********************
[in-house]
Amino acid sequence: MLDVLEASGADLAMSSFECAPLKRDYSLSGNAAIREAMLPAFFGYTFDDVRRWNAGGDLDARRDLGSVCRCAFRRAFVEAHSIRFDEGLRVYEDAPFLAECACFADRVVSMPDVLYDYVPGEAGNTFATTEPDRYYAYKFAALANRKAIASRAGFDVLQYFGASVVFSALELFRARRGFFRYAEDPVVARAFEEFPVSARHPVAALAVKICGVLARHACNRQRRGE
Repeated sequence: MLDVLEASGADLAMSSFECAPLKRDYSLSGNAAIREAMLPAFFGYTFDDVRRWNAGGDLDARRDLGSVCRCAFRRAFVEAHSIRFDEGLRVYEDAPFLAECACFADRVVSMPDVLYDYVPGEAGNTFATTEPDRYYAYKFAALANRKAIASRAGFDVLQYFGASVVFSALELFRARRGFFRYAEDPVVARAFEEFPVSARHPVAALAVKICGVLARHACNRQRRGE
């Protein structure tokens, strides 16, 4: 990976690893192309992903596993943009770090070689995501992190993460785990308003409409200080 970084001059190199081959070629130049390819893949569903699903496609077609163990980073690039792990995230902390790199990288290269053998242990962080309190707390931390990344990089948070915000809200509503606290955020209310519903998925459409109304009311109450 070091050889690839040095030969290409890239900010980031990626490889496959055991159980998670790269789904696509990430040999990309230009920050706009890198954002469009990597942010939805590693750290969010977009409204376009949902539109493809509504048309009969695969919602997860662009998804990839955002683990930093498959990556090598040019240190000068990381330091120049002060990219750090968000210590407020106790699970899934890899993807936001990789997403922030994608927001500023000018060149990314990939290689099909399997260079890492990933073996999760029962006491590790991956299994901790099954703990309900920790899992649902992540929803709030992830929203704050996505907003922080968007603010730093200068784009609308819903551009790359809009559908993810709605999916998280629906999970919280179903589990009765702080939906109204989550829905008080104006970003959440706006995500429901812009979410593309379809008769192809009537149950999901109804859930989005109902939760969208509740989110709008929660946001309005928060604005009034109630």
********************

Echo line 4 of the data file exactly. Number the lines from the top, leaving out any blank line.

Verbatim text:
């Protein structure tokens, strides 16, 4: 990976690893192309992903596993943009770090070689995501992190993460785990308003409409200080 970084001059190199081959070629130049390819893949569903699903496609077609163990980073690039792990995230902390790199990288290269053998242990962080309190707390931390990344990089948070915000809200509503606290955020209310519903998925459409109304009311109450 070091050889690839040095030969290409890239900010980031990626490889496959055991159980998670790269789904696509990430040999990309230009920050706009890198954002469009990597942010939805590693750290969010977009409204376009949902539109493809509504048309009969695969919602997860662009998804990839955002683990930093498959990556090598040019240190000068990381330091120049002060990219750090968000210590407020106790699970899934890899993807936001990789997403922030994608927001500023000018060149990314990939290689099909399997260079890492990933073996999760029962006491590790991956299994901790099954703990309900920790899992649902992540929803709030992830929203704050996505907003922080968007603010730093200068784009609308819903551009790359809009559908993810709605999916998280629906999970919280179903589990009765702080939906109204989550829905008080104006970003959440706006995500429901812009979410593309379809008769192809009537149950999901109804859930989005109902939760969208509740989110709008929660946001309005928060604005009034109630």